The future’s coming

Loving the predictions over at Read/WriteWeb

Expert Systems; mentioned in Steven Spalding’s excellent post about “web 3.0”, an expert system is “a software agent that takes user input, runs it through a knowledge database and then generates an output using fancy technologies like neural nets”. Ten years from now, wrote Spalding, “Expert Systems won’t only be designed for general cases, but will be able to be easily generated to understand individuals tastes. […] Imagine a world where your computer would generate a profile, a meme map about you based on your interactions with the web and refine your experience based on this map.” While this has things in common with the agents described in #4 and #5, it is more about having a vast knowledge db to refine your daily lifestyle.

User-controlled, open Internet Identity; Thomas Huhn pointed out that “forming your online identity, controlling what personal data you give to whom and aggregating all your and your environments lifestreams in an open social network is simply essential for the further development of the web.” We’re seeing this develop now (it’s sometimes referred to as, you guessed it, Identity 2.0), but the scenario Thomas described is 5+ years into the future.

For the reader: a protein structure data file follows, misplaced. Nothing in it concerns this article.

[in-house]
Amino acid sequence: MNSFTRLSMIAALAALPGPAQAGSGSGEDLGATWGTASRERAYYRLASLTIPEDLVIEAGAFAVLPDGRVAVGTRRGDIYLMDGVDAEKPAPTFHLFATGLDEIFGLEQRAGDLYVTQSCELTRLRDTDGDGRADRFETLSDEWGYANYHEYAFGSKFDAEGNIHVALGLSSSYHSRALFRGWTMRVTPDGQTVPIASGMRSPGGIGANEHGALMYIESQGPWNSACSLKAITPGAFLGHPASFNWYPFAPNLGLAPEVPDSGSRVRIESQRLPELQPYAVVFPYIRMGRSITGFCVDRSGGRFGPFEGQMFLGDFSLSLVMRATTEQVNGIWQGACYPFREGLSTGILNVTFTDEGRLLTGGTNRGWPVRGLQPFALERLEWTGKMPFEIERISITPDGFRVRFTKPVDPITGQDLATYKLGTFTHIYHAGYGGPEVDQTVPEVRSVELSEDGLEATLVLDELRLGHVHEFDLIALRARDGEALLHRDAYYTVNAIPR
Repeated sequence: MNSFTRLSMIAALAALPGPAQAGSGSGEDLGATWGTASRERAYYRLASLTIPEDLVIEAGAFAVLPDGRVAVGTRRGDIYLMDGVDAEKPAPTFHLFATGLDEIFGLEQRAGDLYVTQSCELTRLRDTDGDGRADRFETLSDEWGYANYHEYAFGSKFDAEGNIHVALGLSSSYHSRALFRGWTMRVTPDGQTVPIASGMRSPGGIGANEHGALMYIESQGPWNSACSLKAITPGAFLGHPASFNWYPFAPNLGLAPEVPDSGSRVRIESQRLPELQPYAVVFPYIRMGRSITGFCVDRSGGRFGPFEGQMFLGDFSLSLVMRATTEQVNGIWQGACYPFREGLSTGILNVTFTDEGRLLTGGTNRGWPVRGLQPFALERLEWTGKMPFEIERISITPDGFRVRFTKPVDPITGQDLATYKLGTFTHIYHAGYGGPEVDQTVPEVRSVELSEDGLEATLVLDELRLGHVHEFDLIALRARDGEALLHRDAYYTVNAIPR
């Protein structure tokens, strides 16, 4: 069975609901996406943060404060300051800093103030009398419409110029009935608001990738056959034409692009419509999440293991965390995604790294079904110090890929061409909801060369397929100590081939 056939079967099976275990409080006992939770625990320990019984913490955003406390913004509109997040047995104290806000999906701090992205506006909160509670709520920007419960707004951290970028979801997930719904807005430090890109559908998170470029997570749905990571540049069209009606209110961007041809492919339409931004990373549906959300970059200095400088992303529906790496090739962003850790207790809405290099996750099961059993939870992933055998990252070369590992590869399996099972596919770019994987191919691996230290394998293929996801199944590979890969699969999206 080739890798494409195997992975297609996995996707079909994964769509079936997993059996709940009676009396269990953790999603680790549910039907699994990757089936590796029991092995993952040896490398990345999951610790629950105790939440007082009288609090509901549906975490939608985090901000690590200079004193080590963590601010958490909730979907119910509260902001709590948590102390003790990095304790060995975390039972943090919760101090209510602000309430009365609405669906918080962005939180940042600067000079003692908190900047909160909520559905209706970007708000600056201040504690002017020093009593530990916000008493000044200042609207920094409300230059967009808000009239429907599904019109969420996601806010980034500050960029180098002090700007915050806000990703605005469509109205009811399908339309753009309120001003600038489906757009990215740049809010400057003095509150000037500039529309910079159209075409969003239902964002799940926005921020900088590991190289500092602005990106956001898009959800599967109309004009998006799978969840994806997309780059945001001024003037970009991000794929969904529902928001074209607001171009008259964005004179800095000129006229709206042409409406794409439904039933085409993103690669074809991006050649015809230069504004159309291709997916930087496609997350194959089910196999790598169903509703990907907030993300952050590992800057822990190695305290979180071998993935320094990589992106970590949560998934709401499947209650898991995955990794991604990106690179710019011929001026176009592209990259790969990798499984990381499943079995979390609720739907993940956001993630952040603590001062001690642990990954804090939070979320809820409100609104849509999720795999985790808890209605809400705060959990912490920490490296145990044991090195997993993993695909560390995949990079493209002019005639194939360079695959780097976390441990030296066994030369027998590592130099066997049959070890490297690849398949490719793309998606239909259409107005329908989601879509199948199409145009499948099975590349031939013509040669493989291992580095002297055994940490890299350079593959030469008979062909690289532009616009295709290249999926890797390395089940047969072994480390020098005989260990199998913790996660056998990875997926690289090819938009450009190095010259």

Data retrievel/manipulation agents; Commenter #45, Bill, wrote that we can expect in the future a “a metaweb tool” that comes with “an AI program”. This device will do data retrieval and manipulation for users, interacting directly with people.

There are 7 more over at the above link. Definitely feel that a central strand is that we are seeing a convergence of functionality but an explosion of the concept of the destination, that’s to say why should facebook be the owners of our identity, why should google hold our search preferences and email, documentation and just about everything else.